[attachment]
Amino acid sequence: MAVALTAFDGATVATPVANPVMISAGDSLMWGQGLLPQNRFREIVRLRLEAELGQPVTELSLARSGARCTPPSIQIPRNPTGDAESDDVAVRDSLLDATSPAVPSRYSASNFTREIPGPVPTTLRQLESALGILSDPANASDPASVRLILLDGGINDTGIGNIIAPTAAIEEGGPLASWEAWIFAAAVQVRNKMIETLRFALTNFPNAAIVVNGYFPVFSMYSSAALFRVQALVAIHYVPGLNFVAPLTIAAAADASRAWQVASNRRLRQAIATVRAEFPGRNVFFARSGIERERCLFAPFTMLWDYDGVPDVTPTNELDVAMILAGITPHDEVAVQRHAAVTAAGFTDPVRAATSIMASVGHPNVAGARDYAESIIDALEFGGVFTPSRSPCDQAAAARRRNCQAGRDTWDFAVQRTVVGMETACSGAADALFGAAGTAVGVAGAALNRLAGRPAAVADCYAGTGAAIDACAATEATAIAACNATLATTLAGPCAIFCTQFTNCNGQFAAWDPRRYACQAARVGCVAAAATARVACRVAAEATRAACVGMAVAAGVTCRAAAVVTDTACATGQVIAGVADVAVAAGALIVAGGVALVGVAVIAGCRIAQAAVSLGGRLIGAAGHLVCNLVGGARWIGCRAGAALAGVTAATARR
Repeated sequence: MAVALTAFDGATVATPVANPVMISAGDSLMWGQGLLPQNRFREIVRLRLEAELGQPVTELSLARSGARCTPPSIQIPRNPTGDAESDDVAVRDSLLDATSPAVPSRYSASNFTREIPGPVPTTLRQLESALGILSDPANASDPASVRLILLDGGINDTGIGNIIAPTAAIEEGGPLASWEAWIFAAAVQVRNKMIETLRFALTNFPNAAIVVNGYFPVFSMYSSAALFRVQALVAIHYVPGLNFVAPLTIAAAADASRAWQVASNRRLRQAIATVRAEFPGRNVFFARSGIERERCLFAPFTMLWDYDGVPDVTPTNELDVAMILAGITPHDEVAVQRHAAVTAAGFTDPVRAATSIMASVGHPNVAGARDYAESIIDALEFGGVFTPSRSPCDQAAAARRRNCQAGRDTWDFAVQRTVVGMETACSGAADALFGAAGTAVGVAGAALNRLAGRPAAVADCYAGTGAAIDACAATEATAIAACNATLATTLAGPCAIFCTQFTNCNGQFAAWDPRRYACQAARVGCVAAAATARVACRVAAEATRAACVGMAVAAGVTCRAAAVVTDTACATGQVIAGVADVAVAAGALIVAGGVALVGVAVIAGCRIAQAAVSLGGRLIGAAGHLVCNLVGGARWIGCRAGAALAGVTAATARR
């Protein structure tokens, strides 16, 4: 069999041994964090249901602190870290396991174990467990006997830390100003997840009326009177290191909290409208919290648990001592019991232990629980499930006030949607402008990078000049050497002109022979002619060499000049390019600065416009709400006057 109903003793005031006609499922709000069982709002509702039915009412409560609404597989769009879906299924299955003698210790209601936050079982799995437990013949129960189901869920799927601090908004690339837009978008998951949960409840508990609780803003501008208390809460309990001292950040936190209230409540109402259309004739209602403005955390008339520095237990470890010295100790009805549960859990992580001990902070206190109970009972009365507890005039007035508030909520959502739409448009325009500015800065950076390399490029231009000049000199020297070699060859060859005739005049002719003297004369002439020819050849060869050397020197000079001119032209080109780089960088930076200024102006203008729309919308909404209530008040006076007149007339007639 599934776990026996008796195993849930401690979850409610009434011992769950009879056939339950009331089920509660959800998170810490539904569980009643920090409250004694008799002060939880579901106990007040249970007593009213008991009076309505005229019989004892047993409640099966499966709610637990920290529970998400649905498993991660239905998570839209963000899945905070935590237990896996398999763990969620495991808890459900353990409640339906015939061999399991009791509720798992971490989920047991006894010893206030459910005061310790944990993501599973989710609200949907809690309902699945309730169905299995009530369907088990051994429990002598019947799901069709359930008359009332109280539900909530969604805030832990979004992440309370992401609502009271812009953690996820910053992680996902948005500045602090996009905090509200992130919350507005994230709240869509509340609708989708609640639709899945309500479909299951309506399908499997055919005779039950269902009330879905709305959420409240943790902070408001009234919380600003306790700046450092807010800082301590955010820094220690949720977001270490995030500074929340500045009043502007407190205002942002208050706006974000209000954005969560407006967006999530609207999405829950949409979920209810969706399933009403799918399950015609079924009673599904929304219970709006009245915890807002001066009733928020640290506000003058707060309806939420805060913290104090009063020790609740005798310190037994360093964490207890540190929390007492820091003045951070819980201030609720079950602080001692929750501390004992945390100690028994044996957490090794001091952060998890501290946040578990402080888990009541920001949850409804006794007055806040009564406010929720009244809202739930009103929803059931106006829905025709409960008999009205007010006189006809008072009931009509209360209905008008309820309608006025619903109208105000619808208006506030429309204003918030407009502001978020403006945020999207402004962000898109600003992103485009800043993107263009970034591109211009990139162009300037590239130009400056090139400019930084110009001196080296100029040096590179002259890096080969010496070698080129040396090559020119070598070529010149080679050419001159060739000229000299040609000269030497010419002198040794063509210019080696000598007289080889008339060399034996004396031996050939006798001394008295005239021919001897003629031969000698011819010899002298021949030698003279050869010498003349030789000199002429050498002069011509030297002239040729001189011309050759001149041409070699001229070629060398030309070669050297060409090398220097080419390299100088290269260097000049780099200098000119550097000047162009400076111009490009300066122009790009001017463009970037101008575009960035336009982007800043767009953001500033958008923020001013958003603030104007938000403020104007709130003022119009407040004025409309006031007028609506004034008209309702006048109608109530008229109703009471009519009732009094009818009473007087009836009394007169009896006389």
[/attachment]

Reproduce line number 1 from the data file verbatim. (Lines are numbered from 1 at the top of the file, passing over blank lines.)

Amino acid sequence: MAVALTAFDGATVATPVANPVMISAGDSLMWGQGLLPQNRFREIVRLRLEAELGQPVTELSLARSGARCTPPSIQIPRNPTGDAESDDVAVRDSLLDATSPAVPSRYSASNFTREIPGPVPTTLRQLESALGILSDPANASDPASVRLILLDGGINDTGIGNIIAPTAAIEEGGPLASWEAWIFAAAVQVRNKMIETLRFALTNFPNAAIVVNGYFPVFSMYSSAALFRVQALVAIHYVPGLNFVAPLTIAAAADASRAWQVASNRRLRQAIATVRAEFPGRNVFFARSGIERERCLFAPFTMLWDYDGVPDVTPTNELDVAMILAGITPHDEVAVQRHAAVTAAGFTDPVRAATSIMASVGHPNVAGARDYAESIIDALEFGGVFTPSRSPCDQAAAARRRNCQAGRDTWDFAVQRTVVGMETACSGAADALFGAAGTAVGVAGAALNRLAGRPAAVADCYAGTGAAIDACAATEATAIAACNATLATTLAGPCAIFCTQFTNCNGQFAAWDPRRYACQAARVGCVAAAATARVACRVAAEATRAACVGMAVAAGVTCRAAAVVTDTACATGQVIAGVADVAVAAGALIVAGGVALVGVAVIAGCRIAQAAVSLGGRLIGAAGHLVCNLVGGARWIGCRAGAALAGVTAATARR